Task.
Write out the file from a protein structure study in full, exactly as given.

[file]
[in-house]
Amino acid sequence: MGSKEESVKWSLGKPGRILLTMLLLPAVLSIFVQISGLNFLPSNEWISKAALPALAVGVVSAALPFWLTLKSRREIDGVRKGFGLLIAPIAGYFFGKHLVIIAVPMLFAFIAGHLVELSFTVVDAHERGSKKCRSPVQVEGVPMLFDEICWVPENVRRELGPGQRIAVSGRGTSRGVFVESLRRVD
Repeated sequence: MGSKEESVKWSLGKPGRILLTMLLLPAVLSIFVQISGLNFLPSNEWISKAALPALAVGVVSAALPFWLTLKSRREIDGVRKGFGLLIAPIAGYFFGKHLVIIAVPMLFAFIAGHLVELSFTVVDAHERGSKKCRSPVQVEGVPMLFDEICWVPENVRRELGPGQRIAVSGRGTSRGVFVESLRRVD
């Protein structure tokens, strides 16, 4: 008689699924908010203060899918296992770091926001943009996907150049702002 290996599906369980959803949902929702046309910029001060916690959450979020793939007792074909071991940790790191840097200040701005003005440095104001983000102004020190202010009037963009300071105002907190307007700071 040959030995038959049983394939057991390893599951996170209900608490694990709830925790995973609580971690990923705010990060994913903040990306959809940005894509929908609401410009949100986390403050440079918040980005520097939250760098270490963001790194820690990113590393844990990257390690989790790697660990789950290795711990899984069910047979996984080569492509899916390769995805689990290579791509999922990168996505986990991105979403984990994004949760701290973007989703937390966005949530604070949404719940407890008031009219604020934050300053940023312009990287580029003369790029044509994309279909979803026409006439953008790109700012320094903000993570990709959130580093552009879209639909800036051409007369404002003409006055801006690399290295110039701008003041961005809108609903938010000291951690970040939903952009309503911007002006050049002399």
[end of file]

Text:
[in-house]
Amino acid sequence: MGSKEESVKWSLGKPGRILLTMLLLPAVLSIFVQISGLNFLPSNEWISKAALPALAVGVVSAALPFWLTLKSRREIDGVRKGFGLLIAPIAGYFFGKHLVIIAVPMLFAFIAGHLVELSFTVVDAHERGSKKCRSPVQVEGVPMLFDEICWVPENVRRELGPGQRIAVSGRGTSRGVFVESLRRVD
Repeated sequence: MGSKEESVKWSLGKPGRILLTMLLLPAVLSIFVQISGLNFLPSNEWISKAALPALAVGVVSAALPFWLTLKSRREIDGVRKGFGLLIAPIAGYFFGKHLVIIAVPMLFAFIAGHLVELSFTVVDAHERGSKKCRSPVQVEGVPMLFDEICWVPENVRRELGPGQRIAVSGRGTSRGVFVESLRRVD
């Protein structure tokens, strides 16, 4: 008689699924908010203060899918296992770091926001943009996907150049702002 290996599906369980959803949902929702046309910029001060916690959450979020793939007792074909071991940790790191840097200040701005003005440095104001983000102004020190202010009037963009300071105002907190307007700071 040959030995038959049983394939057991390893599951996170209900608490694990709830925790995973609580971690990923705010990060994913903040990306959809940005894509929908609401410009949100986390403050440079918040980005520097939250760098270490963001790194820690990113590393844990990257390690989790790697660990789950290795711990899984069910047979996984080569492509899916390769995805689990290579791509999922990168996505986990991105979403984990994004949760701290973007989703937390966005949530604070949404719940407890008031009219604020934050300053940023312009990287580029003369790029044509994309279909979803026409006439953008790109700012320094903000993570990709959130580093552009879209639909800036051409007369404002003409006055801006690399290295110039701008003041961005809108609903938010000291951690970040939903952009309503911007002006050049002399």